Heatwave warning with temperatures over 40º

by admin
Heatwave warning issued by aemet

The Spanish weather service Aemet has issued a heatwave warning. It affects the whole of Spain until next Monday, with the exception of the Cantabrian region and much of Galicia.

Very warm air from North Africa, combined with the strength of the sun, will lead to a gradual rise in temperatures.

Maximum and minimum temperatures will reach values far above normal for this time of year in much of the peninsula and the Balearic Islands. Aemet has issued a special heatwave warning. Only the Cantabrian region and much of Galicia will remain unaffected by the extreme heat.

 Over 40ºC in parts of Spain

On Wednesday, temperatures rose above 35ºC in large parts of the south and centre of the peninsula, in the Ebro Valley and Balearic Islands. In the Guadalquivir valley the temperature was around 40ºC. From Thursday to Sunday, maximum temperatures throughout the peninsula and the Balearic Islands, with the exception of Galicia and Cantabria, will be above 35ºC. In large parts of the south and centre of the peninsula and in the Ebro Valley, temperatures could even exceed 40ºC, with some reaching 42-44ºC.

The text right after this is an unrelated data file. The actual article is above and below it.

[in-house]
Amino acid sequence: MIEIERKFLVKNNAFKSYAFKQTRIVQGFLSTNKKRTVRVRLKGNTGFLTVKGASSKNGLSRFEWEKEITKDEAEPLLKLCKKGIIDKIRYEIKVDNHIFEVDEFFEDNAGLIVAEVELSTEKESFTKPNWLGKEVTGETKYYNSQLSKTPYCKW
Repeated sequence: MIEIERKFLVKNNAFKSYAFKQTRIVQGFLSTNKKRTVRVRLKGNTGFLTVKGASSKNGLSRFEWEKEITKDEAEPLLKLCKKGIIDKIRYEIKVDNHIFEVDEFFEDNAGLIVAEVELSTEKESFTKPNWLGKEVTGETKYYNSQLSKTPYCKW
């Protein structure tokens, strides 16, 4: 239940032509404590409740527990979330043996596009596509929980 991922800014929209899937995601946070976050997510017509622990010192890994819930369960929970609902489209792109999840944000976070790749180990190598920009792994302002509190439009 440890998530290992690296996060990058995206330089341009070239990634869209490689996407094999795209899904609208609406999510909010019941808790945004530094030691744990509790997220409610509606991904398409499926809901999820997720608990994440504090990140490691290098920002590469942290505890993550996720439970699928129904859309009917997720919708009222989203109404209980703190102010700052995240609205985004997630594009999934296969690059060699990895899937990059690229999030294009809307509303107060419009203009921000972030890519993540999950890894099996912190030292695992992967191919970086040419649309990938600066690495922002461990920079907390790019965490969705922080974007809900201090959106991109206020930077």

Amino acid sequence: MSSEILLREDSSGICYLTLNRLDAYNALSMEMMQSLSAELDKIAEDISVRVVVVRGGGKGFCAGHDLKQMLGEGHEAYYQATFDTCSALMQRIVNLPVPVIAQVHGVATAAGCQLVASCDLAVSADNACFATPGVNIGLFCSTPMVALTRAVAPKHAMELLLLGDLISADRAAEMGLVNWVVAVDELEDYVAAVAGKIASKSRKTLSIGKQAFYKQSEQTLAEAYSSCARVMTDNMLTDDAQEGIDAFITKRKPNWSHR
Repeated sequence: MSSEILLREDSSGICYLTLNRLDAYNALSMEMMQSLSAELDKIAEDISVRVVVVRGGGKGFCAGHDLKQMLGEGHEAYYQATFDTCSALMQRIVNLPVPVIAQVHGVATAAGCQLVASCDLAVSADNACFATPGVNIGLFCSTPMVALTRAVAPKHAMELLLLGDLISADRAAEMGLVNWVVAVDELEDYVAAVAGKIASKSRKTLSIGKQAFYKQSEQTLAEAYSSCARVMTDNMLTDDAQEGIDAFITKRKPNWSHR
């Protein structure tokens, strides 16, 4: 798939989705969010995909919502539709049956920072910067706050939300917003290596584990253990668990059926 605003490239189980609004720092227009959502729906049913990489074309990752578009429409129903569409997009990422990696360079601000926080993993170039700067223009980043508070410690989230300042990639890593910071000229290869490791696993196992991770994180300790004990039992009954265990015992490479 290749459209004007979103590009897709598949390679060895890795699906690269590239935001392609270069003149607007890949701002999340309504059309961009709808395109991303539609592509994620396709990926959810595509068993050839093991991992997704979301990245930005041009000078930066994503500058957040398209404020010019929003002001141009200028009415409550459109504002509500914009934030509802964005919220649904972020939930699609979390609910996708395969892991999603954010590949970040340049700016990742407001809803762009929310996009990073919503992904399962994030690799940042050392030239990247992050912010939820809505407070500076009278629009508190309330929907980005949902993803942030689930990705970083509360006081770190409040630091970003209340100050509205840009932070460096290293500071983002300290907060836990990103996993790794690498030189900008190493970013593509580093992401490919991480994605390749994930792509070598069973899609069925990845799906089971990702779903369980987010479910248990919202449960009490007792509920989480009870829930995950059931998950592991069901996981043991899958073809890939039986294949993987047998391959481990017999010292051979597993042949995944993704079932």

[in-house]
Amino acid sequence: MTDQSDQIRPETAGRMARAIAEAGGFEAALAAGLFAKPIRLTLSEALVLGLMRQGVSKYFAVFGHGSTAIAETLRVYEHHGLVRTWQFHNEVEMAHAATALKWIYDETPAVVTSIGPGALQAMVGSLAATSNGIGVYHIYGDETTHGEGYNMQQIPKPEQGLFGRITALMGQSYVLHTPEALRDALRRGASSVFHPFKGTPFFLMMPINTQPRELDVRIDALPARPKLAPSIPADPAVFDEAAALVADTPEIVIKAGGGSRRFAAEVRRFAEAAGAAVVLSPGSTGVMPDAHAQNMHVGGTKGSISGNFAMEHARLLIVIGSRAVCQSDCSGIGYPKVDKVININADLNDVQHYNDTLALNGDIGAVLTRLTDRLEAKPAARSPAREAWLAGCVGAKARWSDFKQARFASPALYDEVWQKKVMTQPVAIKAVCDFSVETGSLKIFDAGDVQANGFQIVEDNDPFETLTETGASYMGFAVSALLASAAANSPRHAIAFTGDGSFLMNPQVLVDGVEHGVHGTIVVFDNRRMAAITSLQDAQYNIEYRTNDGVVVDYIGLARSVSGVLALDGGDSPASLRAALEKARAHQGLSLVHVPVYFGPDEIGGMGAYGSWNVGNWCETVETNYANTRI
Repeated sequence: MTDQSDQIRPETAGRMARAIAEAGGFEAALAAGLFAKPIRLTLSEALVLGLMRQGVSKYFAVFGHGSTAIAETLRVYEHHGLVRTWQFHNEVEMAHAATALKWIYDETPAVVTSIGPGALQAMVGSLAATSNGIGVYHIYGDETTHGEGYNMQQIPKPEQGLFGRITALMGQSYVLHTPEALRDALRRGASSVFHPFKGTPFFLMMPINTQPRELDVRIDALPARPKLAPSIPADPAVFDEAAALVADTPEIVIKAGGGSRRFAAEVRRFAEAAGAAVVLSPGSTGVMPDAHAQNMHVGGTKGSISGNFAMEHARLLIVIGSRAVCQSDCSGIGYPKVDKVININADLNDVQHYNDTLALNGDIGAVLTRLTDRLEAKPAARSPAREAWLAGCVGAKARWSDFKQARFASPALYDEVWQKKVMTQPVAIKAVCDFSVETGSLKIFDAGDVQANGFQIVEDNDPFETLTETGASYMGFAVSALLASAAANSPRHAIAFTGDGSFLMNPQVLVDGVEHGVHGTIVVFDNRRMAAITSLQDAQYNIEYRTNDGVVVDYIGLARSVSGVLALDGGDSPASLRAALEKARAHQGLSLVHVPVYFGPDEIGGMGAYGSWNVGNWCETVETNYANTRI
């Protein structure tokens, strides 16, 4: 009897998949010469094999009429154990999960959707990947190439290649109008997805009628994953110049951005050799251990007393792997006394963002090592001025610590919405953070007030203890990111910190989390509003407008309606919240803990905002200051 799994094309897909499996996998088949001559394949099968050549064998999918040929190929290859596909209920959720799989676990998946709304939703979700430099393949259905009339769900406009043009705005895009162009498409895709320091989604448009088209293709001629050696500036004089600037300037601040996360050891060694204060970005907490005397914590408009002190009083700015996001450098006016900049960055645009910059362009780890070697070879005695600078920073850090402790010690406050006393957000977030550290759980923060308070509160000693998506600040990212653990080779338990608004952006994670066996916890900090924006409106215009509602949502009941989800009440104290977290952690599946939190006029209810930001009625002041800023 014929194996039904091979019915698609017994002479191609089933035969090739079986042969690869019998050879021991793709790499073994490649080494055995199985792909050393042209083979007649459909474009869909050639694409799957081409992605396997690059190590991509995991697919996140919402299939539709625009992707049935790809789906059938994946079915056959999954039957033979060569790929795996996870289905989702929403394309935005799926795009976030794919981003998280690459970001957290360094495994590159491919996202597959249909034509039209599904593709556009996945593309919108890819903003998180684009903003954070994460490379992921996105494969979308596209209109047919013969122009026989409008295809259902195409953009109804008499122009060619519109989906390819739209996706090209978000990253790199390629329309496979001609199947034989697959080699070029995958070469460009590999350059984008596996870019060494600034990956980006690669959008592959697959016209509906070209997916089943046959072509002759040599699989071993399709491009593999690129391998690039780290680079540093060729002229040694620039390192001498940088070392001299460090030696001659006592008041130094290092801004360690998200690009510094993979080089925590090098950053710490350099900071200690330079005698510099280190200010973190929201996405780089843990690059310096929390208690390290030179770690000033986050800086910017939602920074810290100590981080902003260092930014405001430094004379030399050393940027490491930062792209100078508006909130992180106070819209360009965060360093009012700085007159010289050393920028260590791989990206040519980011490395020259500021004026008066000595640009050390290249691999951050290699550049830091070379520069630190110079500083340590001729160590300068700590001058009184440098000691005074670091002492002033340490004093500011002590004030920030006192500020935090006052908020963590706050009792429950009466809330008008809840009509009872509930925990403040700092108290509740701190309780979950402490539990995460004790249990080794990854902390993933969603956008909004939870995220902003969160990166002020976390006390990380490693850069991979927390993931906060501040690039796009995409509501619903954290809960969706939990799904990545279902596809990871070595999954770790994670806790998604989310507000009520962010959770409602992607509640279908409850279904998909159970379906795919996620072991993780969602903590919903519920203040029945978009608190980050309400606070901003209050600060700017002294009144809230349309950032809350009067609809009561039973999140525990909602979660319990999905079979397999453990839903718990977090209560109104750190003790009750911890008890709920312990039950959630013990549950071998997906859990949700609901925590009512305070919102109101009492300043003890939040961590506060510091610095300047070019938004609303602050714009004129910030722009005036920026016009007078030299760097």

Warm nights, chance of thunderstorms

The nights also remain warm, with temperatures around 25ºC  in the hottest areas. In the rest it will stay around 20ºC at night. This heat wave is likely to be accompanied by dust particles and sand, as a result of the long journey the air mass has made through the Sahara desert. Until Thursday there is a chance of thunderstorms in parts of eastern Spain. They may be accompanied by powerful wind gusts.

It is expected that on Friday the warm air from Africa will also reach the Canary Islands. This will lead to a significant rise in temperature there and herald the start of a heat wave. From Sunday or Monday, temperatures are expected to drop from the northwest of Spain. This could mean the end of the heatwave on the peninsula and Balearic Islands.

Want to know the best way to get through the heatwave? Read it here.


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